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PITTSBURGH (AP)—The guy who runs the planet’s latest G-20 summit city made an illuminating remark as he welcomed the world to his front door.
“Let’s keep in mind why we were chosen,” Mayor Luke Ravenstahl said this past week. “The president of the United States picked Pittsburgh because of the fact that our story is real.”
And there it was again, a sliver of the powerful energy force that politicians are hungry to harness, that forever pops up in the national discourse: the ability to summon, for strategic purposes, the notion of a “real America.”
For more than two centuries, U.S. politicians have pursued a piece of “real America”—the power to cast the country in their own images, to commandeer the national story of what the country was, is and should be.
Attempts to define “real America” from either side of the political divide can be perilous. There’s the risk of annoying those who are told that they are somehow less real than their fellow citizens.
“It helps define what game you’re playing and what the rules are. It allows people to say, ‘This is how reality ought to be,’” says Evan Cornog, author of “The Power and the Story: How the Crafted Presidential Narrative Has Determined Political Success from George Washington to George W. Bush.”
“The Civil War—people were trying to define what the country was then,” Cornog says. “The New Deal did it. Reagan did it again. And Obama’s trying to do it.”
In Pittsburgh’s case, you heard it everywhere last week. The White House called it “a city that has transformed itself from the city of steel to a center for high-tech innovation…a beautiful backdrop and a powerful example for our work.”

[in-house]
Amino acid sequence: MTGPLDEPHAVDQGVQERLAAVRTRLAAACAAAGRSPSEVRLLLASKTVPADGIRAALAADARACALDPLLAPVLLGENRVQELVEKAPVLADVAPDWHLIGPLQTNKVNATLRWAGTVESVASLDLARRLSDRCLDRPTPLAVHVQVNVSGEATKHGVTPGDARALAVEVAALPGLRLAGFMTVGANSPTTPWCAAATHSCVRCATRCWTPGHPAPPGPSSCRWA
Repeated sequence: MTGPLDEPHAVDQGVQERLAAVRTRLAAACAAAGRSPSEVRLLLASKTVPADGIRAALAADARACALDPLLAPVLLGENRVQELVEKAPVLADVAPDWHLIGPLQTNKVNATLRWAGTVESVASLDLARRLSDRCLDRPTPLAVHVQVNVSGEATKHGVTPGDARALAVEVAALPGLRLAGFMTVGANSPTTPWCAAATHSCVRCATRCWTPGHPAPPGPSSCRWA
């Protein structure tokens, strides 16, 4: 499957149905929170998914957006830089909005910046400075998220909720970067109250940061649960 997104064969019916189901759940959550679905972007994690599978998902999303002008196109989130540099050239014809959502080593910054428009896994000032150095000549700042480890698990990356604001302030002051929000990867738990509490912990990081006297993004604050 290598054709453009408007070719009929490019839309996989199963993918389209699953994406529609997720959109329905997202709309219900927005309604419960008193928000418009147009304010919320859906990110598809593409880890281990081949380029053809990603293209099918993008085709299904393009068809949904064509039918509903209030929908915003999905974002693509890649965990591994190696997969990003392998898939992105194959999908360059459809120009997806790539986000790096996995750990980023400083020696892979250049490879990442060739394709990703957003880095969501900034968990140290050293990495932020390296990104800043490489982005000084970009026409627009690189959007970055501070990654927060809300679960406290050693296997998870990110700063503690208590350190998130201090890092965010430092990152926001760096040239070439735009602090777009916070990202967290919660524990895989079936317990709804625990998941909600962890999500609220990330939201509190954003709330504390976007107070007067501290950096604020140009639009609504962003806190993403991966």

From visitors, national news anchors and locals alike came varying synonyms all pointed to the same thing. Pittsburgh is the “edge of the heartland.” The “town of reinvention.” The “cradle of industry remade.” And the always evocative “buckle of the country’s rust belt.”
“All of the things that our nation is attempting to promote, Pittsburgh seems to stand for - without all the glitz of big-money Wall Street,” says Gerald Shuster, a political communication expert at the University of Pittsburgh.
Some of it represented pragmatism. The Democrats want to keep Pennsylvania Democratic in 2012, and a global summit can’t hurt.
Nevertheless, the region also summons the duality of the American narrative—rural values and the urban might that built a country and then, after its economy was knocked down in the 1980s, turned to 21st century pursuits such as high-tech, green initiatives and health care.
That story line also manages, conveniently, to include the elevation of the blue-collar underdog and the spirit of getting back on your feet and fighting another day.
The notion of a “real America” story line is no surprise, given that the United States was founded upon a story and ideals, rather than centuries of shared history. It’s one big national narrative that has kept the country’s disparate constituencies together, so seizing the story line is one of the most politically powerful maneuvers of all.
For the G-20, Pittsburgh was served up as an alternative to Washington (where suits are trying to fix the economy) and New York (where other suits broke it in the first place). Pittsburgh has been, for generations, where politicos turn when they need a salt-of-the-earth backdrop against which to ram home their points.
“As you shift from a town that is primarily manual, shifting to a town that is basically in the aftermath of that, the messages, the symbols of Pittsburgh become, strangely enough, half high-tech and medicine…but then also that lasting figure of the generic steel man who’s working the ore,” says Ed Slavishak, a historian at Susquehanna University in Pennsylvania.
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